Why Jab Children to Protect Adults?

February 26, 2008 by
Filed under: Vaccine/Disease Analysis 

Hepatitis A

First, let’s look at the Vaccine Information Statement that doctors are required by Federal Law to present to you before vaccinating your child…


We are told that some people should be routinely vaccinated with hepatitis A vaccine: (those in bold are considered at increased risk)

  • All children 1 year (12 through 23 months) of age.
  • Persons 1 year of age and older traveling to or working in countries with high or intermediate prevalence of hepatitis A…For more information see www.cdc.gov/travel
  • Children and adolescents through 18 years of age who live in states or communities where routine vaccination has been implemented because of high disease incidence.
  • Men who have sex with men, persons who use street drugs, persons with chronic liver disease, persons with clotting disorders, persons who work with HAV-infected primates or who work with HAV in research laboratories.

Other people might get hepatitis A vaccine in special situations:

• Hepatitis A vaccine might be recommended for children or adolescents in communities where outbreaks of hepatitis A are occurring.

“Hepatitis A vaccine is not licensed for children younger than 1 year of age.”

Why are they recommending this vaccine for children?

On the CDC FAQ page  for Hep A:

“In children aged <6 years, 70% of infections are asymptomatic; if illness does occur, it is typically not accompanied by jaundice. Among older children and adults, infection is typically symptomatic, with jaundice occurring in >70% of patients.” http://www.cdc.gov/Ncidod/diseases/hepatitis/a/faqa.htm

Now Dr. Margolis, MD, director of the division of viral hepatitis at the CDC, speaking at the 5th Annual Infectious Diseases in Children Symposium West (no age range of the children is given) states the following:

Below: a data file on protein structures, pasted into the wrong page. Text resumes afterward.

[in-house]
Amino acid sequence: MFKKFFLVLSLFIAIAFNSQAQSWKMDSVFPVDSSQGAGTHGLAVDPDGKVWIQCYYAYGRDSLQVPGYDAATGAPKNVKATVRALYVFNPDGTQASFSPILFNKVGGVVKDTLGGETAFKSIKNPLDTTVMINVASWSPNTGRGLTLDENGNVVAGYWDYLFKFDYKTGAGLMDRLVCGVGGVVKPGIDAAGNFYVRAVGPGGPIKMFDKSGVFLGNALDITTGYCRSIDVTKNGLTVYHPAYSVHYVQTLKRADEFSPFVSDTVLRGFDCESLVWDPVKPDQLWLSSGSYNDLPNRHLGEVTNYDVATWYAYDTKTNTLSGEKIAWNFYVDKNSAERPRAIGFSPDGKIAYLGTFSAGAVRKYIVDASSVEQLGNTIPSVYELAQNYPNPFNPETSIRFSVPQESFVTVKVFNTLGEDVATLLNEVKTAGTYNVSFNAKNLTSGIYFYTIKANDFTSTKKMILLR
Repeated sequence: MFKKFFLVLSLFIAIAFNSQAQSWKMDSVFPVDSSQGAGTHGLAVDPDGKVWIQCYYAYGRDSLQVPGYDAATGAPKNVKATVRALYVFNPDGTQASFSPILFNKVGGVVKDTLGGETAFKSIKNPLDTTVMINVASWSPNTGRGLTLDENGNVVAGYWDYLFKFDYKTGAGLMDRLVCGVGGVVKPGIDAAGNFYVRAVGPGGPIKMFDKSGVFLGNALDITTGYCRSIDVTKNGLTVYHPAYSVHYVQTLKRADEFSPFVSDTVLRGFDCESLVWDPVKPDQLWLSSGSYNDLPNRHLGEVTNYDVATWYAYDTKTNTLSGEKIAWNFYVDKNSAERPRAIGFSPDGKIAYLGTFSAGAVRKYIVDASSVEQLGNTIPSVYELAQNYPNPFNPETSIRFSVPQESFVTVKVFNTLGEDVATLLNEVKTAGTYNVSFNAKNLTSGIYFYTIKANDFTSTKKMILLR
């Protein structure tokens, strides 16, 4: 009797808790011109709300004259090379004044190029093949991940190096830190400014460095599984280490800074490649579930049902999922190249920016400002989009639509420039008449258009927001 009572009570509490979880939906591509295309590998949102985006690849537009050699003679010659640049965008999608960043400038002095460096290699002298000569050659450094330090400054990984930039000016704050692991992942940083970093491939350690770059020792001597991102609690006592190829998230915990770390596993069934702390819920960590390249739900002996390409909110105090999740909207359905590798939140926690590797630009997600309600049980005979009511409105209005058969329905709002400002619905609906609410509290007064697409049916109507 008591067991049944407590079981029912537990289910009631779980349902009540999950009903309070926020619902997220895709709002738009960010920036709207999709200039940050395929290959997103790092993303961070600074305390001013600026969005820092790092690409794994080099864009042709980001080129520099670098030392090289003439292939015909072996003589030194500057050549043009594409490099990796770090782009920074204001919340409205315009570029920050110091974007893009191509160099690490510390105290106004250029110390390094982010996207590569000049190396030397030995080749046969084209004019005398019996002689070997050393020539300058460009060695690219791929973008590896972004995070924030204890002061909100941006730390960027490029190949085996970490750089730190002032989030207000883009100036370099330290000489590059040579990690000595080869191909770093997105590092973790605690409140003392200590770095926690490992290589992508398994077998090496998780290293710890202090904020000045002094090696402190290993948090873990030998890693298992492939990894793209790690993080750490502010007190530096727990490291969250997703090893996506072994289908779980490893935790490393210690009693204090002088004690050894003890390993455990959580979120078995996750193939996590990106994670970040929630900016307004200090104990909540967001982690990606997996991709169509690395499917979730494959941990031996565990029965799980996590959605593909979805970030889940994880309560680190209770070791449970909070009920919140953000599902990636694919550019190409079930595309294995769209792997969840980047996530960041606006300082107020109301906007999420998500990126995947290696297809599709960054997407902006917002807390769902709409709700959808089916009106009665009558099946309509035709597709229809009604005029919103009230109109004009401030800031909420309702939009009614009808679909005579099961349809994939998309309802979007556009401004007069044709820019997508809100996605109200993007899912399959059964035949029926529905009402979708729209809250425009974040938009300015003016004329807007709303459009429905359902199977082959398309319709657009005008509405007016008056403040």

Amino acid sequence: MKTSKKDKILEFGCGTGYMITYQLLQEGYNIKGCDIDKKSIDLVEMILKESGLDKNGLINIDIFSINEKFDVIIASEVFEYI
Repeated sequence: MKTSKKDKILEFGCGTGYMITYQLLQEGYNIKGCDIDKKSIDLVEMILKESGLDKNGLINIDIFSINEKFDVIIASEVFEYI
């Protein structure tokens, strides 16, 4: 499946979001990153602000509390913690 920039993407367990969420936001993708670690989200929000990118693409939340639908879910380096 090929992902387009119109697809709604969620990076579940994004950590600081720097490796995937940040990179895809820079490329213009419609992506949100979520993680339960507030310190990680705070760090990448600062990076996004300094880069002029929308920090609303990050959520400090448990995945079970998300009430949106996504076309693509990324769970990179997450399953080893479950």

“It’s got a long incubation period, an average of one month from exposure, and expression of the disease is age dependent, 85% of kids infected are asymptomatic,” Margolis said.


Again, there is no reason given for recommending this shot for children.

So most children, including those they recommend the shot for, don’t have any symptoms with Hep A, and most will be immune after infection. So WHY vaccinate them? Why not target adults?

“Unlike hepatitis B and hepatitis C, hepatitis A causes no long-term liver damage and usually does not cause death. There is no chronic carrier state with hepatitis A. Having had the disease produces lifelong immunity from future hepatitis A infection.”


This doctor spoke out in one of the congressional hearings which can be found here:



“My name is Ronald Kennedy, and I am a professor of microbiology and immunology and obstetrics and gynecology at the University of Oklahoma Health Sciences Center. I am a research scientist and teach medical and graduate students.

Two specific vaccines come to mind, hepatitis A and hepatitis B. I will not go into a long-winded scientific process and simply state that the chance of an infant or child getting either hepatitis A or hepatitis B is close to none or nonexistent. When the potential for exposure does exist, those risk factors are easily identified. Even more disturbing is that hepatitis A causes a self-limiting infection and does not cause chronic disease. It is my opinion that parents should be made aware of the risks and benefits of each vaccine where the chance for infection during infancy is minimal to nonexistent.”

(Find the rest of his statements within the link provided)
The WHO explains:

Infection with HAV induces lifelong immunity.